Sunday 23 March 2014

Counting Down: Top Five

3. The Other Boleyn Girl - Philippa Gregory 

Mary Boleyn enters court at a young age, full of innocence and beauty. Appointed lady-in-waiting, she secures a closeness with Queen Catherine of Aragon, not only putting her in the midst of the court but under the watchful eye of King Henry VIII. Soon, she is tumbling forward in a battle for the throne and the King's heart, not knowing that her fiercest enemy are ones closest to her.


My love for The Other Boleyn Girl stems from many reasons.

Firstly, it introduced me into the world of Historical Fiction - the kind I liked. Whilst I knew of the existence of fictionalised recounts of World Wars and such, I never realised that people actually wrote about long dead kings and queens (I know, stupid right). It definitely pulled me in, and I quickly fell in love with the voices of characters that had appeared on Wikipedia for me.

Secondly, it intensified my love for the Tudor times. I studied the era back when I was in Year 8, and from doing a research project on King Henry VIII and his wives, I grew obsessed. The world seemed magical to me somehow, and exciting. The beauty of the court, the gowns and the "chivalrous" knights, I was determined to believe that the Tudor era was great. The Other Boleyn Girl certainly evokes those elements, but there's also the dangers of the court and the ambition that arises. There was enough drama to have me enthralled. I'm not certain it's 100% historically accurate, but Greggory has done her research. She's just taken points that have been rumoured to occur and stretched them out, to keep the plot interesting. Not going to lie, I loved the scandals and intrigued that played out.

Thirdly, whilst I say it's not 100% accurate, it still gave quite a lot of insight into the era and not only the relationship between Henry and Anne Boleyn, but also Mary Boleyn who not many people know about. I never knew she even existed until reading this novel! I guess because her sister became Queen, she was overlooked as the girl who failed. Her story, however much fictionalised it is, is still very interesting and quite believable.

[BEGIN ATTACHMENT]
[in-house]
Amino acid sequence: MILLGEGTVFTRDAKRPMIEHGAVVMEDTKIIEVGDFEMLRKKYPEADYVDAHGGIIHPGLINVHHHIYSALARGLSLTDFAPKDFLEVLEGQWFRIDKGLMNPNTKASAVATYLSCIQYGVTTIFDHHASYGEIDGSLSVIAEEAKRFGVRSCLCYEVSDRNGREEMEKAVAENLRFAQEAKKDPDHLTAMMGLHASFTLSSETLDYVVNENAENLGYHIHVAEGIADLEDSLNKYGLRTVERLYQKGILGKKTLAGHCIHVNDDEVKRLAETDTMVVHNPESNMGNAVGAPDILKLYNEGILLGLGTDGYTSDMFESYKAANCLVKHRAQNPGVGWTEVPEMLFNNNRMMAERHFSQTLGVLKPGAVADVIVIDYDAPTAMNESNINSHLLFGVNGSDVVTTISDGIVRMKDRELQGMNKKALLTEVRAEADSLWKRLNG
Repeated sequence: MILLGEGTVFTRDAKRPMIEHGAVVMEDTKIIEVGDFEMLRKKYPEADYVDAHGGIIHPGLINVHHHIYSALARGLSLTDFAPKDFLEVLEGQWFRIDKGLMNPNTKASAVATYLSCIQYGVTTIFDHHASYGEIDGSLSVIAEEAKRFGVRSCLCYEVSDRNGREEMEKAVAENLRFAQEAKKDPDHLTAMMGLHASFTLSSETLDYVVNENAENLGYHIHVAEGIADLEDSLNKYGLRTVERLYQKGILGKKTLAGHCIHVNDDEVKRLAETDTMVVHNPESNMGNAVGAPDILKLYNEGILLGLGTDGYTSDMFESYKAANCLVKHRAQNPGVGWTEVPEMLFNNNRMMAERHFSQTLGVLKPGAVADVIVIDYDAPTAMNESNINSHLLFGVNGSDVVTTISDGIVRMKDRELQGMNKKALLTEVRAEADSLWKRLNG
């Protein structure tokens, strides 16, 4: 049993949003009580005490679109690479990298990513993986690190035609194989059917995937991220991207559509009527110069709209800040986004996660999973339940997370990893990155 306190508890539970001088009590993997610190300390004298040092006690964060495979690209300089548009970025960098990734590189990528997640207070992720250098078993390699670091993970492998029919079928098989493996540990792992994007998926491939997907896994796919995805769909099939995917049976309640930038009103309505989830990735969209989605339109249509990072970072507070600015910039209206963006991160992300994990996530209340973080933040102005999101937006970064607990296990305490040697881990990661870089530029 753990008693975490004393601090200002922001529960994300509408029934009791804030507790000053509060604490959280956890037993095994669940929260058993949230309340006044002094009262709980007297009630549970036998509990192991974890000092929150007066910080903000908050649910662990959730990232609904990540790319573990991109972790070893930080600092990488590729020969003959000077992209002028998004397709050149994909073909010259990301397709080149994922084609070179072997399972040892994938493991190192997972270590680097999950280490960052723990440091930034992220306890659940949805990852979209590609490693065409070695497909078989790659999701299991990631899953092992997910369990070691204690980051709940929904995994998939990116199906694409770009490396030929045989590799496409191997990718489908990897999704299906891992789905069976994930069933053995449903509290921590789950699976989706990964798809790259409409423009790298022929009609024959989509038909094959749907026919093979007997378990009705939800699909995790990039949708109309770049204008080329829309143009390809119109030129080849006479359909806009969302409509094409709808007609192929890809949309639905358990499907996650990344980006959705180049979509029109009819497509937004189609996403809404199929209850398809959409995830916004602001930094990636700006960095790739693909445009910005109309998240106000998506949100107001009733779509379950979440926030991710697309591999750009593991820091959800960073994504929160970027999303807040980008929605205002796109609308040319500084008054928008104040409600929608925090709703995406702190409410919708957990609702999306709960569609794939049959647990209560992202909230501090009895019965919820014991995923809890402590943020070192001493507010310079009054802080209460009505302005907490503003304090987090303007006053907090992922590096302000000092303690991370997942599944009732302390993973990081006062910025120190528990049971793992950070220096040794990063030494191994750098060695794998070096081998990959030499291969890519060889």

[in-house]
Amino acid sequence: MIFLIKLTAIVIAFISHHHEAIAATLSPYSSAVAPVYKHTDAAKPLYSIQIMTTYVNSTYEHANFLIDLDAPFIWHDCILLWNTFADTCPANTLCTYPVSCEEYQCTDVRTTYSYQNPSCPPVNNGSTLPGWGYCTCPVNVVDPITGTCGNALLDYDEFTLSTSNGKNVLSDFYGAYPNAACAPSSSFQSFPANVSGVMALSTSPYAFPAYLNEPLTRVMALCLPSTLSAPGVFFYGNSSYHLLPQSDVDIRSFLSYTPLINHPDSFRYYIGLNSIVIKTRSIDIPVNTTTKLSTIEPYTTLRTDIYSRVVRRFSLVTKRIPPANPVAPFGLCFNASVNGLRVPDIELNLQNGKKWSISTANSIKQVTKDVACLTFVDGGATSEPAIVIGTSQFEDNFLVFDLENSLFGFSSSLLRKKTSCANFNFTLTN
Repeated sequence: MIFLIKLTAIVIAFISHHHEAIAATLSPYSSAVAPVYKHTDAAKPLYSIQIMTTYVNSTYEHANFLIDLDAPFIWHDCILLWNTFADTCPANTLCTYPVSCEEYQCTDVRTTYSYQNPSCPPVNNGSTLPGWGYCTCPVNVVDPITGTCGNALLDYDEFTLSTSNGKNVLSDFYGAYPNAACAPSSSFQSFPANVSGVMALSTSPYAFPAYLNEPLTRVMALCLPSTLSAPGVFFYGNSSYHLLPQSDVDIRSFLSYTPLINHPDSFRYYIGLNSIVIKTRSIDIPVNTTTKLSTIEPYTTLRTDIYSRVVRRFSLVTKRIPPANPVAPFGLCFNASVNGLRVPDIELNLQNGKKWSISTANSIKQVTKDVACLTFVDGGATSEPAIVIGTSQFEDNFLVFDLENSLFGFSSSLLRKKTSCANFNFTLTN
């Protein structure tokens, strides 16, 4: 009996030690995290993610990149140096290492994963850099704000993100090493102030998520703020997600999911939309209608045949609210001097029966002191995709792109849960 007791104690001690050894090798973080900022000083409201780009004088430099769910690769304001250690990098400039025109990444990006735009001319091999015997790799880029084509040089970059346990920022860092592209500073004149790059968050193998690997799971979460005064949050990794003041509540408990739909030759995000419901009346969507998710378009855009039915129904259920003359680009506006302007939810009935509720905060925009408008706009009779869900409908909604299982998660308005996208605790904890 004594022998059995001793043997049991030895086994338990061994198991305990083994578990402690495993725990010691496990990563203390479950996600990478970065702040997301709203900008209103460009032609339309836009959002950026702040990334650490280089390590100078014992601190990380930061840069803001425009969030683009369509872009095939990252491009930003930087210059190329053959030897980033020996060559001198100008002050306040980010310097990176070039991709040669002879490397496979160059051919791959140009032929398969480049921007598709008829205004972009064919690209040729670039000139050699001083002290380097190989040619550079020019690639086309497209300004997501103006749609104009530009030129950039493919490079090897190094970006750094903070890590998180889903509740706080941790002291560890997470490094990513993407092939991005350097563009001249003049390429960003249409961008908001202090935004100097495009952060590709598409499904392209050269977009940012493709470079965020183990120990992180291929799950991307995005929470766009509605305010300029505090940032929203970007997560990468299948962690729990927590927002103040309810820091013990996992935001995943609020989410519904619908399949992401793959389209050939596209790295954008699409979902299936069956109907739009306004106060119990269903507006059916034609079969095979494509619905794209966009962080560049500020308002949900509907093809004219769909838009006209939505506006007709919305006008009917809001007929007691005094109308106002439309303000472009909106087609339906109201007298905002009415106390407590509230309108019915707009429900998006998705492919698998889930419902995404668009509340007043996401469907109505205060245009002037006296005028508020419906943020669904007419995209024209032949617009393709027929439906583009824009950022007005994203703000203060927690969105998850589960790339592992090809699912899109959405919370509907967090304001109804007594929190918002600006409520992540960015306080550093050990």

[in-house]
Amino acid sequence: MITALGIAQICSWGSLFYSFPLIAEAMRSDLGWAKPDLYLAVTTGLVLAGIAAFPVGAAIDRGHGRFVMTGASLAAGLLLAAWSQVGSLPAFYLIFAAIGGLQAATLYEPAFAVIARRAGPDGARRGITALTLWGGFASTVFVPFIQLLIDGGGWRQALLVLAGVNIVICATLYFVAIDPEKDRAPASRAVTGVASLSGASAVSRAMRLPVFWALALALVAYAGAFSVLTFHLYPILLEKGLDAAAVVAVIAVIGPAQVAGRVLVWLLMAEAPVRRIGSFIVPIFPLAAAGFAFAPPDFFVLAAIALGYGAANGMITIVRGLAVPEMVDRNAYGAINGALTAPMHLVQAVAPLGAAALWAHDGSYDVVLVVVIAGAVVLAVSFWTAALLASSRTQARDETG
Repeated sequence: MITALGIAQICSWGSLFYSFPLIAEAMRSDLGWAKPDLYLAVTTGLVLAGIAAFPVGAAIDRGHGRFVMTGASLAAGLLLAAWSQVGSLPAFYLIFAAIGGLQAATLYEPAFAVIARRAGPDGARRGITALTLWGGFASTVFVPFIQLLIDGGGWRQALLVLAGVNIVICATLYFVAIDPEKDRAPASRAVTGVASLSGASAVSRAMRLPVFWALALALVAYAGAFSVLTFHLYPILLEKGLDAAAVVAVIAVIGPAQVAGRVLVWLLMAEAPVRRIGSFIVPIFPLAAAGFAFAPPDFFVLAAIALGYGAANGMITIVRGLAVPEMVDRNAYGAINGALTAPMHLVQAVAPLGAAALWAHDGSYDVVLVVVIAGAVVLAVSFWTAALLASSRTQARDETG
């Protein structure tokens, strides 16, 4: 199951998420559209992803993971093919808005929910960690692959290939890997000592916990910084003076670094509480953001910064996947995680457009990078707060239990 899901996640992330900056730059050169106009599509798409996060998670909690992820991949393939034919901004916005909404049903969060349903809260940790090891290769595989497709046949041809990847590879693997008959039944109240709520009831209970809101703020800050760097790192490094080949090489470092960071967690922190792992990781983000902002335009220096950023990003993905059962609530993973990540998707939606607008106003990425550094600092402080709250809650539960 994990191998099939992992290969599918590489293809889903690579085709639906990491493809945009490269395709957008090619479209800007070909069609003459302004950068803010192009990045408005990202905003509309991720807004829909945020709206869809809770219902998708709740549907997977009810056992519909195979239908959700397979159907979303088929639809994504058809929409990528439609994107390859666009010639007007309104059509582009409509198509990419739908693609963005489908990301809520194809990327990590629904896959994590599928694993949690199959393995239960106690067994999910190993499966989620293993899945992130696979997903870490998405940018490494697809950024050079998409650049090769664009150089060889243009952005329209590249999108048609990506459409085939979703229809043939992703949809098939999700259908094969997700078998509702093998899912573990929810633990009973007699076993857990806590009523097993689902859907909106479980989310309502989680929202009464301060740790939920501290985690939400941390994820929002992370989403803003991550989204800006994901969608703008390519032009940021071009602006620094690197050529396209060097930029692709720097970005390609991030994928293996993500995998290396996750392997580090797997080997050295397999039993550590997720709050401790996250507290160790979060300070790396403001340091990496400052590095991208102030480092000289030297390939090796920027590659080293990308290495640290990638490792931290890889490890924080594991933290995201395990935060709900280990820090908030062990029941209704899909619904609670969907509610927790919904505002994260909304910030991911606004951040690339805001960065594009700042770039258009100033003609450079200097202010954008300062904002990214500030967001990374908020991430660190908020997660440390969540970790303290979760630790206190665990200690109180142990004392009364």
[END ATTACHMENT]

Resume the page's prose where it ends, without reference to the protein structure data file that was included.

That's why fourthly, I say I loved the book because Mary had me in the palm of her hands. She drew support from me, and stereotypically Anne was the villain of the story. True to history's recount, Anne was depicted in a conniving and ambitious way. I guess that might be something that was on the iffy side of this book, but I overlooked it because I was immersed in Mary's life too much.

Not only Mary though, but the other characters had such a riveting tale they seemed very much alive. George Boleyn enchanting, William charming and Catherine of Aragon dignified.

Lastly, the plot was simply amazing. It's definitely not a light read but it's filled with rich and exciting moments that had me engrossed. I've flown through the novel so many times without getting bored because it is that good. It's hard not to be swept up into the corruption and deceit that circulates a court that seems so perfect on the outside. It's the right amount of drama that doesn't overwhelm and seem exaggerated.

I understand that this might suit everyone's taste, but I would recommend it to anyone who loves historical fiction and just reading in general.

P.S If you saw the movie and have written off reading the book, don't. I don't even want to acknowledge the existence of the movie.

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